And I am learning so much about myself...what motivates me, what worries me, what teaches me. I leave the dz at the end of the day WORKED. I wake up the next day WORKED (I swear it, skydiving is great for the thigh/butt/lower back muscles). My poor bank account even gets worked. :) I love it all, though. It's funny, I have a hard time spending time with groups of friends who aren't jumpers after being with jumpers all day. I can't settle. I feel out of place and simultaneously exhausted and revved up.

The funny thing is, I get the feeling that from the outside looking in, the perception of all of this is an amalgamation of people thinking I'm nuts and being inspired, two things I didn't anticipate. For ONCE I have chosen activities that make me unspeakably excited and happy and I have a hard time caring what someone else thinks. Yeah, skydiving sounds all well and good and everyone wants to do the quintessential tandem dive on their “To Do Before I Die” list but if you do it over and over? People think you've got a screw loose. Maybe I have got a screw loose, but that's besides the point. I'm still a baby skydiver anyways. Still just a student. Maybe I'll have more to say when I've got more jumps, but by then you'll all be tired of my rambling about jumping anyways. :)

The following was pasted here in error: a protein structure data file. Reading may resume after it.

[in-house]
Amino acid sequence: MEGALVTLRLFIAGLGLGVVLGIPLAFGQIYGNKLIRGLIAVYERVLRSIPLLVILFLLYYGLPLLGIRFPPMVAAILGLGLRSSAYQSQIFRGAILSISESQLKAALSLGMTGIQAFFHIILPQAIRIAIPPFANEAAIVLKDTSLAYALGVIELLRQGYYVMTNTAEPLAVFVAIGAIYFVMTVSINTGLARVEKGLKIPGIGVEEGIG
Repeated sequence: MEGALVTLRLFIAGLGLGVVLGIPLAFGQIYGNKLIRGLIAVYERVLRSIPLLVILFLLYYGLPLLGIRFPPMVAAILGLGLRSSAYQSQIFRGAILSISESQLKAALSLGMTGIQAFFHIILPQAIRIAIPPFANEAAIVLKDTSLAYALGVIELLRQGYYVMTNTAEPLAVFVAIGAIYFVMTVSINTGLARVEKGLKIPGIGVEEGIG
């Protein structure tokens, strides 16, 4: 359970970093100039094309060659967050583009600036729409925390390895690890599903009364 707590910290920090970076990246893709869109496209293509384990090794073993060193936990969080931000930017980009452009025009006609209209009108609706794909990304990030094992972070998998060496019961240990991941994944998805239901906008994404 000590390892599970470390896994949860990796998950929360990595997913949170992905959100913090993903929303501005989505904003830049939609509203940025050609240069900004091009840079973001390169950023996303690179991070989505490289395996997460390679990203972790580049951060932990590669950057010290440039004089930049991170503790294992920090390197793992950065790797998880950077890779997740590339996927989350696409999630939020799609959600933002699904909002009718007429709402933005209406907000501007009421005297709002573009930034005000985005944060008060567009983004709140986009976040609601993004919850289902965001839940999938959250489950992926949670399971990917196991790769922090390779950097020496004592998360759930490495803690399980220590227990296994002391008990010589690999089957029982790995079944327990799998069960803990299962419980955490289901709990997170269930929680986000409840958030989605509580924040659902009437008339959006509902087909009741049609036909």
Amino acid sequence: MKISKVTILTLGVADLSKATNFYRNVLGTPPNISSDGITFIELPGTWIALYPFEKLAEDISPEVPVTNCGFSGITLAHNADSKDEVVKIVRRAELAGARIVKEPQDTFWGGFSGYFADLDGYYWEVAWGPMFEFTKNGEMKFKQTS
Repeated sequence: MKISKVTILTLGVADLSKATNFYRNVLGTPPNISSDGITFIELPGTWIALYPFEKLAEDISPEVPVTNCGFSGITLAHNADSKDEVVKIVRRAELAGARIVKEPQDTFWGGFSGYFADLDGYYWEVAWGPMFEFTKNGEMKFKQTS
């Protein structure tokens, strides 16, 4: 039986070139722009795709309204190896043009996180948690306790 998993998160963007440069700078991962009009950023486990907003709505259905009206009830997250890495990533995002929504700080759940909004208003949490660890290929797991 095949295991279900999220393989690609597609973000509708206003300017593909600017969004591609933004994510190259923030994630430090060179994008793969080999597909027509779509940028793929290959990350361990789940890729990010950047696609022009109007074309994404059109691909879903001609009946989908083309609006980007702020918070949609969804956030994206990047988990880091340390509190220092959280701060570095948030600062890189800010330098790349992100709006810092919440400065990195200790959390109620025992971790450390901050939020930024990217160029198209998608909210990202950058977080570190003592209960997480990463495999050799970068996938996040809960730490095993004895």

Suffice it to say, I really love to jump. It scares the bejeezus out of me but it is uniquely wonderful. I can't wait for the next one.

Monday, July 20, 2009

there's no such thing as a perfectly good airplane

Can you find me in the photo?

Couldn't keep myself outta the sky. I decided to head on up to the dropzone for AFF Level 2 on Saturday afternoon. I dragged my ever-so-patient "person" (Grey's Anatomy reference) up with me. I can count on my hand the people I could bring anywhere (because they can blaze their own friendships and be comfortable in any new place without needing me by their side the whole time) and she's one of them.

It already feels like a little family there for me. Hugs, hellos, more hugs...I could get used to that. I had called on my way to the dz, and my instructor had answered, saying they'd figure out a way to fit me in around the multiple tandems scheduled for the afternoon. Helps to be a favorite student. ;)

Now, before I launch into much else, I'll have you know that the temperature, by my measurements, was approximately oh, seventy-eleven-billion-and-a-half. Hot by anyone's standards. So any kind of activity is pretty much miserable. Solution: get up to 10,500. It's a little cooler up there.